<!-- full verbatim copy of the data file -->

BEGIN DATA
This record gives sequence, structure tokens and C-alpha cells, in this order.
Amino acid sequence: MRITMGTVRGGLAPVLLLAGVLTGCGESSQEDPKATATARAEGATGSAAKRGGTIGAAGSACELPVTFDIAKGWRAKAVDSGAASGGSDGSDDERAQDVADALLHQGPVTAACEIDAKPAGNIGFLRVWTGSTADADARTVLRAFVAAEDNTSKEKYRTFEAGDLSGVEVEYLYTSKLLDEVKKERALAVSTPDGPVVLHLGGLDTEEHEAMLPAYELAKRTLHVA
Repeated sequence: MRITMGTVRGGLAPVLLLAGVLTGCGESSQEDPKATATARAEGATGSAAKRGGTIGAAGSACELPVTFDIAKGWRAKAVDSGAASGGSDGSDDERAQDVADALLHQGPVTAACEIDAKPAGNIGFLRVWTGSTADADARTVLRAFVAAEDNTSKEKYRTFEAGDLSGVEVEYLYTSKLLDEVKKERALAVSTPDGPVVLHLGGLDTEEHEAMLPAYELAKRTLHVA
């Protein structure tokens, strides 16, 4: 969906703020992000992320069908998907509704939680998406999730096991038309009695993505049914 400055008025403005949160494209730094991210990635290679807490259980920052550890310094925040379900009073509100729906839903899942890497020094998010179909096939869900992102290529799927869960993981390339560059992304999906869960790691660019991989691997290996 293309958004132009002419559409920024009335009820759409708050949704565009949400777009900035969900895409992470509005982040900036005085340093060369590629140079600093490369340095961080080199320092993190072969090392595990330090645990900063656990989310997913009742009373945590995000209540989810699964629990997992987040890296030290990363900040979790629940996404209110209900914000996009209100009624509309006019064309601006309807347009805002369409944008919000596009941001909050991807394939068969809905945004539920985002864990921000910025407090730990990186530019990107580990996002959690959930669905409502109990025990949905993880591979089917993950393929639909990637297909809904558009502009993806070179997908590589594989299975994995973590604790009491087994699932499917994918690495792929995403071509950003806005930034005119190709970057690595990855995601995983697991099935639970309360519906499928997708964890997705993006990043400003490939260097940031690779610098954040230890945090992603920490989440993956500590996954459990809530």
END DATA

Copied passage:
This record gives sequence, structure tokens and C-alpha cells, in this order.
Amino acid sequence: MRITMGTVRGGLAPVLLLAGVLTGCGESSQEDPKATATARAEGATGSAAKRGGTIGAAGSACELPVTFDIAKGWRAKAVDSGAASGGSDGSDDERAQDVADALLHQGPVTAACEIDAKPAGNIGFLRVWTGSTADADARTVLRAFVAAEDNTSKEKYRTFEAGDLSGVEVEYLYTSKLLDEVKKERALAVSTPDGPVVLHLGGLDTEEHEAMLPAYELAKRTLHVA
Repeated sequence: MRITMGTVRGGLAPVLLLAGVLTGCGESSQEDPKATATARAEGATGSAAKRGGTIGAAGSACELPVTFDIAKGWRAKAVDSGAASGGSDGSDDERAQDVADALLHQGPVTAACEIDAKPAGNIGFLRVWTGSTADADARTVLRAFVAAEDNTSKEKYRTFEAGDLSGVEVEYLYTSKLLDEVKKERALAVSTPDGPVVLHLGGLDTEEHEAMLPAYELAKRTLHVA
């Protein structure tokens, strides 16, 4: 969906703020992000992320069908998907509704939680998406999730096991038309009695993505049914 400055008025403005949160494209730094991210990635290679807490259980920052550890310094925040379900009073509100729906839903899942890497020094998010179909096939869900992102290529799927869960993981390339560059992304999906869960790691660019991989691997290996 293309958004132009002419559409920024009335009820759409708050949704565009949400777009900035969900895409992470509005982040900036005085340093060369590629140079600093490369340095961080080199320092993190072969090392595990330090645990900063656990989310997913009742009373945590995000209540989810699964629990997992987040890296030290990363900040979790629940996404209110209900914000996009209100009624509309006019064309601006309807347009805002369409944008919000596009941001909050991807394939068969809905945004539920985002864990921000910025407090730990990186530019990107580990996002959690959930669905409502109990025990949905993880591979089917993950393929639909990637297909809904558009502009993806070179997908590589594989299975994995973590604790009491087994699932499917994918690495792929995403071509950003806005930034005119190709970057690595990855995601995983697991099935639970309360519906499928997708964890997705993006990043400003490939260097940031690779610098954040230890945090992603920490989440993956500590996954459990809530």